This mechanism would be applicable to FTS use in forensic, scientific, medical, and defense industries.
A compact and lightweight mechanism has been developed to accurately move a Fourier transform spectrometer (FTS) scan mirror (a cube corner) in a near-linear fashion with near constant speed at cryogenic temperatures.
This innovation includes a slide mechanism to restrict motion to one dimension, an actuator to drive the motion, and a linear velocity transducer (LVT) to measure the speed. The cube corner mirror is double-passed in one arm of the FTS; double-passing is required to compensate for optical beam shear resulting from tilting of the moving cube corner.
The slide, actuator, and LVT are off-the-shelf components that are capable of cryogenic vacuum operation. The actuator drives the slide for the required travel of 2.5 cm. The LVT measures translation speed. A proportional feedback loop compares the LVT voltage with the set voltage (speed) to derive an error signal to drive the actuator and achieve near constant speed. When the end of the scan is reached, a personal computer reverses the set voltage.
The actuator and LVT have no moving parts in contact, and have magnetic properties consistent with cryogenic operation. The unlubricated slide restricts motion to linear travel, using crossed roller bearings consistent with 100-million-stroke operation. The mechanism tilts several arc seconds during transport of the FTS mirror, which would compromise optical fringe efficiency when using a flat mirror. Consequently, a cube corner mirror is used, which converts a tilt into a shear. The sheared beam strikes (at normal incidence) a flat mirror at the end of the FTS arm with the moving mechanism, thereby returning upon itself and compensating for the shear.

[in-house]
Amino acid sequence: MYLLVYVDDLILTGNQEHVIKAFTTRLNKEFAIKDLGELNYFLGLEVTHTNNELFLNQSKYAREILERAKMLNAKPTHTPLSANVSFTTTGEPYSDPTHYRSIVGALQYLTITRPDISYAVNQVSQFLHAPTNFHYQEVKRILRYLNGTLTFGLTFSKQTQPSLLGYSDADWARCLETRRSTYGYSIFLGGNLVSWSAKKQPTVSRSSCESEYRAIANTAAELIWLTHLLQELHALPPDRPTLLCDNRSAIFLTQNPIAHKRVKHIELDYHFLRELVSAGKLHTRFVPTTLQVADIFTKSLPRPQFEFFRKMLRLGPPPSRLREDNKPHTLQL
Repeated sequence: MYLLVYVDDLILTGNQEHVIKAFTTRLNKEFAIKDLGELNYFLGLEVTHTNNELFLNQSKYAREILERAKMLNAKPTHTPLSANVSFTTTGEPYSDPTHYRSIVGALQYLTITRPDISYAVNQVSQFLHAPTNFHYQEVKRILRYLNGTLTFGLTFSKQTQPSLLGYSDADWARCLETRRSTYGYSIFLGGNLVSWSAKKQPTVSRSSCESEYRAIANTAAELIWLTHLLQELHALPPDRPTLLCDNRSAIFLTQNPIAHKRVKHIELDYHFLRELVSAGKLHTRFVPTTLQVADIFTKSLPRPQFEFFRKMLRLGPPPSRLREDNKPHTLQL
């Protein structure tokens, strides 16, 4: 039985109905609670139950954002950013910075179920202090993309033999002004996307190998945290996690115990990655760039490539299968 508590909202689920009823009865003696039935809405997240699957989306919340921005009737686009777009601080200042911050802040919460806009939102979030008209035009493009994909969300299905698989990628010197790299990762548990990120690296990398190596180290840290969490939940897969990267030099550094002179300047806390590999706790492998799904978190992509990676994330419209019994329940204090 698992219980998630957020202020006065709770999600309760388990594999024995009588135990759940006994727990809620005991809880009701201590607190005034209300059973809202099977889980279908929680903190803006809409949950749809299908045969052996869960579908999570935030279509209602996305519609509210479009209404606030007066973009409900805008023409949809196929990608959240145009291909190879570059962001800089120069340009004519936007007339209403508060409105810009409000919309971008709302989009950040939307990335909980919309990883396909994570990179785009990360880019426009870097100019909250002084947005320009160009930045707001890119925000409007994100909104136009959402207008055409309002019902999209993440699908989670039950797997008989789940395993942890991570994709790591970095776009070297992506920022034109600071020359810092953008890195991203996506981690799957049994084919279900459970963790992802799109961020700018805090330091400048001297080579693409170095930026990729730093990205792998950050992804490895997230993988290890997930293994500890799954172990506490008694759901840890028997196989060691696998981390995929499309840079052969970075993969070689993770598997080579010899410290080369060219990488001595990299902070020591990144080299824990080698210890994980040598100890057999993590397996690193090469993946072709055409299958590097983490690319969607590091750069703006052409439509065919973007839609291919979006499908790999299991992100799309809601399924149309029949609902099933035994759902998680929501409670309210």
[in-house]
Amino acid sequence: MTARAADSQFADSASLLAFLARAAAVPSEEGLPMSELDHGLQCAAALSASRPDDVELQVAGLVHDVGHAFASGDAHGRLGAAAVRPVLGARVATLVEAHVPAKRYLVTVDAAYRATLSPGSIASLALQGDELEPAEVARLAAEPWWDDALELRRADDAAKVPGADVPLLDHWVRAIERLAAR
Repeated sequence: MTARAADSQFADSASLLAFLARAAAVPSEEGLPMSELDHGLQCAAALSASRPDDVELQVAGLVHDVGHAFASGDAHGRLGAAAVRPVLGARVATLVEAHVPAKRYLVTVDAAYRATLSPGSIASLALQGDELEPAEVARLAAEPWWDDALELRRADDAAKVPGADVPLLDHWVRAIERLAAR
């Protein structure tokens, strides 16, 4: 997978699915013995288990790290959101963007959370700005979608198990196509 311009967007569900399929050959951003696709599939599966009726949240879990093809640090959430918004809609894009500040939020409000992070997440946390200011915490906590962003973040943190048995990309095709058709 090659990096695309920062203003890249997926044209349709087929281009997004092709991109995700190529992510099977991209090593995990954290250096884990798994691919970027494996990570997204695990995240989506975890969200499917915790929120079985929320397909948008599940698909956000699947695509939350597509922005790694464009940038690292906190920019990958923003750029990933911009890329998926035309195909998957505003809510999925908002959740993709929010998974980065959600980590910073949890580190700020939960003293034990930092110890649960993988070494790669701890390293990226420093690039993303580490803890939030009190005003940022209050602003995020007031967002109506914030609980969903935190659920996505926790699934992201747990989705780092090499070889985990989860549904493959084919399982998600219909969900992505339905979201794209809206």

This work was done by John C. Brasunas and John J. Francis of Goddard Space Flight Center. For further information, contact the Goddard Innovative Partnerships Office at (301) 286-5810. GSC-15556-1